Thoughts on Black Community in 19th Century Pittsfield
In this lecture, Dr. Cynthia Farr Brown explores questions of where Black people of Pittsfield lived in the 18th and 19th centuries, and the kinds of communities they formed. By reconsidering some well-known resources, such as census records and deeds as well as more obscure records such as town road work lists, Dr. Brown asserts that there were at least two or three neighborhood groups of Black households in Pittsfield in the late 18th and early 19th centuries, which coalesced as Black people left or escaped enslavement and started their lives as free people. The existence of one such neighborhood in south central Pittsfield, parts of which persisted into the early 20th century, suggests contacts that may have shaped Herman Melville’s attitudes about and experiences with Black people during his youth.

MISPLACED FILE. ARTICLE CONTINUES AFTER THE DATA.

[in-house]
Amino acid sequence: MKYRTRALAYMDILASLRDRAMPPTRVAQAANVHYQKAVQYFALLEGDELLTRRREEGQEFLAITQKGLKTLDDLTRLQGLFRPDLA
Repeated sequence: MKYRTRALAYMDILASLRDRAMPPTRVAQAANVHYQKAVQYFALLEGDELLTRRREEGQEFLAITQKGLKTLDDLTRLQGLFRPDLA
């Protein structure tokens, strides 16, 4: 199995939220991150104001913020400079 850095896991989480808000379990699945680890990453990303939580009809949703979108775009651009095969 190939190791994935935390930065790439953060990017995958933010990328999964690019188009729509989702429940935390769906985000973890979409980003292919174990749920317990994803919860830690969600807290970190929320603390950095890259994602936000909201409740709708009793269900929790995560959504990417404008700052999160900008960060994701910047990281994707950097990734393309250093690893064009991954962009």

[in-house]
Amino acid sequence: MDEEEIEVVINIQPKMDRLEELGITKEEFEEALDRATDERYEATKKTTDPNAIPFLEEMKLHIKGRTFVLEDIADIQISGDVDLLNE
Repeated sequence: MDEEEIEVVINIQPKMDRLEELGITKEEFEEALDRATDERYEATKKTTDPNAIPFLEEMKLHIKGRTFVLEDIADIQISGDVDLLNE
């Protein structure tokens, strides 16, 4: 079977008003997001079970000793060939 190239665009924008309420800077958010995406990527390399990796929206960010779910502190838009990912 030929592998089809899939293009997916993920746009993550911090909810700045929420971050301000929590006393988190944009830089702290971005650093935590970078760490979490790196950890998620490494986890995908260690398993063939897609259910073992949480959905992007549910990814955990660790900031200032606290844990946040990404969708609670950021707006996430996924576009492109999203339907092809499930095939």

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Casting Their Own Light: New Perspectives on Berkshires Black History is a series of three lectures presented by historian Dr. Cynthia Farr Brown is drawn from her research and reading on the history of Black, indigenous, and mixed-race people in the Berkshires, mostly before the Civil War. Additional lectures take place:
March 23 – Women of Color in the Berkshires Before 1850
April 13 – From the Slave’s Cause to Civil Rights: Community and Liberty in the Berkshires before 1909